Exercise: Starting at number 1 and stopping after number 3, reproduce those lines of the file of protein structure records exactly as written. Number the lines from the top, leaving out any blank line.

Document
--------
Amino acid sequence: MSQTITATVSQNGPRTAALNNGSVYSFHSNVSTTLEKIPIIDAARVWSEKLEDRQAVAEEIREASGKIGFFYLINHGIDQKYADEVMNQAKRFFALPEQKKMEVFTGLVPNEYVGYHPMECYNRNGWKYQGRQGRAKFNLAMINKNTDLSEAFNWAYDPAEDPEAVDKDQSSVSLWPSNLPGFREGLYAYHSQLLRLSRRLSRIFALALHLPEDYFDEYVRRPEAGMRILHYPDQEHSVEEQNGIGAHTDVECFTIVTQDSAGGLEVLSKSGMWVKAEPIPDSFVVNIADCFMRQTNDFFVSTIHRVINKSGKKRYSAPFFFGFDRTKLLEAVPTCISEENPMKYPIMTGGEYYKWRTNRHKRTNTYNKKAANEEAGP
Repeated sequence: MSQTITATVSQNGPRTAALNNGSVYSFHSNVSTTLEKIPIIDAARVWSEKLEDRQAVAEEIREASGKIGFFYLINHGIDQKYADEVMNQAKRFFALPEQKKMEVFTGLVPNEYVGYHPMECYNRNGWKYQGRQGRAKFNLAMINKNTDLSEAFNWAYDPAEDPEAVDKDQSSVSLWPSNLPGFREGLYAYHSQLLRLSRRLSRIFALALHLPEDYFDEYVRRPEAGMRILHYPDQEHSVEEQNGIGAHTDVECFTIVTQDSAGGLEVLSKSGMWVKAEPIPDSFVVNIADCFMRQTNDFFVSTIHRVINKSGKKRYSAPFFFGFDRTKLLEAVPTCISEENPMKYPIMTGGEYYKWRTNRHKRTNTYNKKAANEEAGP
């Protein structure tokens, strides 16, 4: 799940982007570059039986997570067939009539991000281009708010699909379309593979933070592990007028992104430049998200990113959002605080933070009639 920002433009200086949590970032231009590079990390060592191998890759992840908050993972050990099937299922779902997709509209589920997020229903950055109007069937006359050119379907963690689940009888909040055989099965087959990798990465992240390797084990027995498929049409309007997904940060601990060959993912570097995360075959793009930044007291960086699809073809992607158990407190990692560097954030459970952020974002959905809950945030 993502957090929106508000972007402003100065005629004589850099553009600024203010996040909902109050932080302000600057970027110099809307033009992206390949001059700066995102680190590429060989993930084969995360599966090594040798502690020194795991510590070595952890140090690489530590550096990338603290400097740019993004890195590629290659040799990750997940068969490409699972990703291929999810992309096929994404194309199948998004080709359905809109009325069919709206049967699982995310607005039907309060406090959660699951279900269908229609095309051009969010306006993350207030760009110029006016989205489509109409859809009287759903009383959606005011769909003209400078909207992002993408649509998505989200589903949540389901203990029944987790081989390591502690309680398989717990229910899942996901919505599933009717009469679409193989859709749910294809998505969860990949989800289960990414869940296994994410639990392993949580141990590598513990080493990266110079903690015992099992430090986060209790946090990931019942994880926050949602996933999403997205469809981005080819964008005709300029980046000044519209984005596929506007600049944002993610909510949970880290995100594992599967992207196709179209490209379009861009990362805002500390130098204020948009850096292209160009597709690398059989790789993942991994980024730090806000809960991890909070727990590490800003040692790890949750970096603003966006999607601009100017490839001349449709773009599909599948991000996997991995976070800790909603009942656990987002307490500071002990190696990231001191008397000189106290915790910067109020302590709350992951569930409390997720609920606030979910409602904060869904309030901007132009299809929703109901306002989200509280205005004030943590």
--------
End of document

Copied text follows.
Amino acid sequence: MSQTITATVSQNGPRTAALNNGSVYSFHSNVSTTLEKIPIIDAARVWSEKLEDRQAVAEEIREASGKIGFFYLINHGIDQKYADEVMNQAKRFFALPEQKKMEVFTGLVPNEYVGYHPMECYNRNGWKYQGRQGRAKFNLAMINKNTDLSEAFNWAYDPAEDPEAVDKDQSSVSLWPSNLPGFREGLYAYHSQLLRLSRRLSRIFALALHLPEDYFDEYVRRPEAGMRILHYPDQEHSVEEQNGIGAHTDVECFTIVTQDSAGGLEVLSKSGMWVKAEPIPDSFVVNIADCFMRQTNDFFVSTIHRVINKSGKKRYSAPFFFGFDRTKLLEAVPTCISEENPMKYPIMTGGEYYKWRTNRHKRTNTYNKKAANEEAGP
Repeated sequence: MSQTITATVSQNGPRTAALNNGSVYSFHSNVSTTLEKIPIIDAARVWSEKLEDRQAVAEEIREASGKIGFFYLINHGIDQKYADEVMNQAKRFFALPEQKKMEVFTGLVPNEYVGYHPMECYNRNGWKYQGRQGRAKFNLAMINKNTDLSEAFNWAYDPAEDPEAVDKDQSSVSLWPSNLPGFREGLYAYHSQLLRLSRRLSRIFALALHLPEDYFDEYVRRPEAGMRILHYPDQEHSVEEQNGIGAHTDVECFTIVTQDSAGGLEVLSKSGMWVKAEPIPDSFVVNIADCFMRQTNDFFVSTIHRVINKSGKKRYSAPFFFGFDRTKLLEAVPTCISEENPMKYPIMTGGEYYKWRTNRHKRTNTYNKKAANEEAGP
């Protein structure tokens, strides 16, 4: 799940982007570059039986997570067939009539991000281009708010699909379309593979933070592990007028992104430049998200990113959002605080933070009639 920002433009200086949590970032231009590079990390060592191998890759992840908050993972050990099937299922779902997709509209589920997020229903950055109007069937006359050119379907963690689940009888909040055989099965087959990798990465992240390797084990027995498929049409309007997904940060601990060959993912570097995360075959793009930044007291960086699809073809992607158990407190990692560097954030459970952020974002959905809950945030 993502957090929106508000972007402003100065005629004589850099553009600024203010996040909902109050932080302000600057970027110099809307033009992206390949001059700066995102680190590429060989993930084969995360599966090594040798502690020194795991510590070595952890140090690489530590550096990338603290400097740019993004890195590629290659040799990750997940068969490409699972990703291929999810992309096929994404194309199948998004080709359905809109009325069919709206049967699982995310607005039907309060406090959660699951279900269908229609095309051009969010306006993350207030760009110029006016989205489509109409859809009287759903009383959606005011769909003209400078909207992002993408649509998505989200589903949540389901203990029944987790081989390591502690309680398989717990229910899942996901919505599933009717009469679409193989859709749910294809998505969860990949989800289960990414869940296994994410639990392993949580141990590598513990080493990266110079903690015992099992430090986060209790946090990931019942994880926050949602996933999403997205469809981005080819964008005709300029980046000044519209984005596929506007600049944002993610909510949970880290995100594992599967992207196709179209490209379009861009990362805002500390130098204020948009850096292209160009597709690398059989790789993942991994980024730090806000809960991890909070727990590490800003040692790890949750970096603003966006999607601009100017490839001349449709773009599909599948991000996997991995976070800790909603009942656990987002307490500071002990190696990231001191008397000189106290915790910067109020302590709350992951569930409390997720609920606030979910409602904060869904309030901007132009299809929703109901306002989200509280205005004030943590």